Re: Fundamental Theorem of Calculus: derivative is inverse to integral #7 textbook 5th ed. : TRUE CALCULUS; without the phony limit concept
Posted:
Jun 17, 2013 11:48 PM


On 17/06/2013 4:36 AM, Alan Smaill wrote: > Nam Nguyen <namducnguyen@shaw.ca> writes: > >> On 16/06/2013 3:03 PM, Alan Smaill wrote: >>> Nam Nguyen <namducnguyen@shaw.ca> writes: >>> >>>> On 15/06/2013 1:44 AM, Peter Percival wrote: >>>>> Nam Nguyen wrote: >>>>> >>>>>> >>>>>> No the inductive definition says that in your case of "{0, s(0), >>>>>> s(s(0)), ... }" we'd have: >>>>>> >>>>>> (1) (0 e U) and (s(0) e U) and (s(s(0)) e U) >>>>>> (2) (x e U) => (s(x) e U). >>>>>> >>>>>> In stipulation (2) it does _NOT_ say x must necessarily be finite. >>>>> >>>>> That is why you need a third clause that says (or has the effect that) >>>>> the set being defined is the smallest such U. >>>> >>>> First, you should direct your technical "advice" here to Alan: that's >>>> _his_ definition, _his_ defending of something, we're talking about. >>> >>> It's the standard definition, not mine. >>> And this advice is of course correct. >> >> State it then in the technical language manner, as I did (1) and (2). >> Let's postpone discussing anything else until you could do this. >> >> Remember you had "..." > > You've seen this several timers already.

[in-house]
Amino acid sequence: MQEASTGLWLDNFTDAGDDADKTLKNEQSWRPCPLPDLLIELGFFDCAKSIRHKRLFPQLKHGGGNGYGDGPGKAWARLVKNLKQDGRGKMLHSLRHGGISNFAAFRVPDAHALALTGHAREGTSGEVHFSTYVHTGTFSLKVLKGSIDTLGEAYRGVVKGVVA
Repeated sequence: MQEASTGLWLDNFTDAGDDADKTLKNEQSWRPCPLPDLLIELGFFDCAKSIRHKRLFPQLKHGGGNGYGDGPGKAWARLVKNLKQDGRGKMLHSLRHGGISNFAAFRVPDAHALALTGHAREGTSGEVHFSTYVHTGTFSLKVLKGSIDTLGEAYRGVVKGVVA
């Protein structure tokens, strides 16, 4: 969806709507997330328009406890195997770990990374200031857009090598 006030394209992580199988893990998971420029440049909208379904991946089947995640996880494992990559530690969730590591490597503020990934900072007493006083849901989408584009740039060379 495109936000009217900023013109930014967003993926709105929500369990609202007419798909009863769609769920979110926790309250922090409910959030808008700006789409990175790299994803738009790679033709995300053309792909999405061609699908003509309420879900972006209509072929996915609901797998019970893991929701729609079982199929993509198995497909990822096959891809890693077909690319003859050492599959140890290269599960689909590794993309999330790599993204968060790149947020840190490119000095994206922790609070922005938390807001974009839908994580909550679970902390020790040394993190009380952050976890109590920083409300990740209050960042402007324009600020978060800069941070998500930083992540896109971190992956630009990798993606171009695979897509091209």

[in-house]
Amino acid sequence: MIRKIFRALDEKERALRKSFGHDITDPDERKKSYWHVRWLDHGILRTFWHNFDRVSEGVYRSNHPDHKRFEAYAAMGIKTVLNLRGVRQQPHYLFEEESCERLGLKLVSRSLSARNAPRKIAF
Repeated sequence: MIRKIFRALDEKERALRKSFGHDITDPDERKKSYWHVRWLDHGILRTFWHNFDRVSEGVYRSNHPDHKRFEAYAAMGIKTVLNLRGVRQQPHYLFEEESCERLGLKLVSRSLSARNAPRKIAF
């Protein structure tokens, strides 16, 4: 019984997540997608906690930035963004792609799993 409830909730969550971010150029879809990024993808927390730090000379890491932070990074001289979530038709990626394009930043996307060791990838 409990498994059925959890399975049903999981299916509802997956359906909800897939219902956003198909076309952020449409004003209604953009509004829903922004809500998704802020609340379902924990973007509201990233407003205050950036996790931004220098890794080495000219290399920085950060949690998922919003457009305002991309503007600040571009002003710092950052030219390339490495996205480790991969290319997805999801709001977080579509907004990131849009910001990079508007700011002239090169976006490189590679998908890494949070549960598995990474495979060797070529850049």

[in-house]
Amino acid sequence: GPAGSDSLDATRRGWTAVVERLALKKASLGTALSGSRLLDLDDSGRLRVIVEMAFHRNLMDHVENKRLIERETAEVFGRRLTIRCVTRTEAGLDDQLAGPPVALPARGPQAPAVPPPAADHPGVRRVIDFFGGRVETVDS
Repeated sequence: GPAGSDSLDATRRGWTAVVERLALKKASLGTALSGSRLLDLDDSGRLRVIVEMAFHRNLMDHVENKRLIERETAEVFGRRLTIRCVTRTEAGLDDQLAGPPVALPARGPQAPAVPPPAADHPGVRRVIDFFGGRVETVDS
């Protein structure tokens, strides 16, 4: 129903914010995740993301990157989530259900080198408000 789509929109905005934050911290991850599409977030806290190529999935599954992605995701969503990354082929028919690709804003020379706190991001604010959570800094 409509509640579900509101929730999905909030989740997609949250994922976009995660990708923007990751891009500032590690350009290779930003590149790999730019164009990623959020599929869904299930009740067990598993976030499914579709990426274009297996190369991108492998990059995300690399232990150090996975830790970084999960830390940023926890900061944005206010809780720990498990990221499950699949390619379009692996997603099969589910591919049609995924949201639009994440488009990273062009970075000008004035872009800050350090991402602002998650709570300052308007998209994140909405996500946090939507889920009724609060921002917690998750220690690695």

I've seen "..." in a lot of crank posts too. (And I'm not saying you're a crank).
> > My debate with you does not depend on this being possible, however.
I don't know what you're trying to say here.
My statement here is that your constructed set:
U = {0, s(0), s(s(0)), ... }
could be uncountable and could contain elements that aren't finitely encoded.
Do you accept or refute my statement here. If you refute, please note that I had a request (above):
>> State it then in the technical language manner, as I did (1) and (2).
  There is no remainder in the mathematics of infinity.
NYOGEN SENZAKI